6. ska

    ska Pianissimo User

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    I fully agree that experience and observation and most of all, one's own opinion is what creates their feeling for playing, I am nearly self taught, I cannot go by a day without experimenting things, observing my sound quality at each given range - all of these things contribute to my accumulated knowledge and experience which I apply when I play the trumpet - and like you said, it's different for everyone - what I meant tho about the raising shoulders is that beginner player ( in truth, even intermediate level players) do not have the feeling of breathing deeply, I have trained it so much, it comes naturally, wether I raise my shoulders or not, cuz I know what it feels like to breathe deeply.

    A quick example: I visited the music school ( the city where I live, Tartu (if that means something :p ) - and I was just watching and listening to a 6th year trumpet player - there was something very curious about him - He plays well, no doubt in that, very beautiful tone on the lower register, but when he climbed higher his sound suffered - and I was listening, thinking and observing and then I noticed each time hea took a breath he raised his shoulders, and there was a significant difference between knowingly and unknowingly raising shoulders. And I realised he doesn't have the feeling of a full deep breath - judging by his sound ( and you can actually hear it really well when there is and when there isn't a solid breath support). About 15 minutes later of playing an etude which for the most part revolved around the 2nd octave G, A up to 3rd C, he complained about his chops getting swollen and I was like "heureka" I was right.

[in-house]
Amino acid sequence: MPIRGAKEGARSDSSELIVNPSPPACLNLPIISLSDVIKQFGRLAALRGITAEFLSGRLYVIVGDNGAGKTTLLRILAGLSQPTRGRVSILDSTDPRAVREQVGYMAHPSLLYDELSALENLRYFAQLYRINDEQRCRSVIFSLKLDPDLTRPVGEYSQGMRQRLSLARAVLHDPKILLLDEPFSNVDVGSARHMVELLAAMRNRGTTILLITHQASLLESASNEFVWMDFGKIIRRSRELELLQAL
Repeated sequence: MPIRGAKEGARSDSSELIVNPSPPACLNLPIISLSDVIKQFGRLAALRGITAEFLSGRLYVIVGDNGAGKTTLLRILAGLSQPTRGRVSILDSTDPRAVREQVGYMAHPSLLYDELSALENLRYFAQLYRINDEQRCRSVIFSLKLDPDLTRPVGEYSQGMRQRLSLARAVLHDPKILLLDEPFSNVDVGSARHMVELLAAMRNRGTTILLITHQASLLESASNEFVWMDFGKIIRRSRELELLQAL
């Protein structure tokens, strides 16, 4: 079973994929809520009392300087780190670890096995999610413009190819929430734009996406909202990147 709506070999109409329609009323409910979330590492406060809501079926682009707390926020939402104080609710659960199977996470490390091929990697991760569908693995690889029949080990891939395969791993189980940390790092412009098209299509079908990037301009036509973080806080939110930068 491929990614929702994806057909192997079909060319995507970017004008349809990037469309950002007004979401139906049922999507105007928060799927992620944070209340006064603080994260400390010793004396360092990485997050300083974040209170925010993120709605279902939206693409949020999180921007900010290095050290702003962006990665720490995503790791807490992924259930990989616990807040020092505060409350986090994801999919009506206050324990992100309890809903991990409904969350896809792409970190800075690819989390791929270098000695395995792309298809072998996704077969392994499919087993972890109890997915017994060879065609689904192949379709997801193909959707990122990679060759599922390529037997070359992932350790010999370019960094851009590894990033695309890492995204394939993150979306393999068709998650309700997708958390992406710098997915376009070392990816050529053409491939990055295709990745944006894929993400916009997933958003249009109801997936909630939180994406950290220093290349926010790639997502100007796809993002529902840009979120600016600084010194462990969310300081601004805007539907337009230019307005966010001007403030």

7. Markie

    Markie Forte User

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    trumpetplus sez:
    How, then, do you explain Zeno's paradox?
    ---------
    Correction, its "How do you explain Zeno's pair of socks?"
     
  8. Jerry Freedman

    Jerry Freedman Piano User

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    Zeno's paradoxes are not a result of faulty math, they are the result of faulty understanding
     
  9. rowuk

    rowuk Moderator Staff Member

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    Breathing is the essence of our playing. Simple exercizes are only part of the picture. Getting that big breath without messing up other parts of the body is also an art. I think that the internet is not a very good venue for teaching this stuff. Yeah, there is a lot of great advice here, but when we look at how someone is supposed to "virtually understand" this, I see little chance for success. Yoga lessons are very good for this as is swimming. Just listen to your teacher. They are the ones that can see what you are doing right - and wrong.
     
  10. anthony

    anthony Mezzo Piano User

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    In the Clarke Tech. Studieds book it says to do the first studies "practice each exercise eight to sixteen times in one breath" ..........I can just about play it three times in one breath !!! I have been taking lessons with a pro. teacher for almost two years and I cannot play it more than three times is this about normal for three years ? Anthony:-?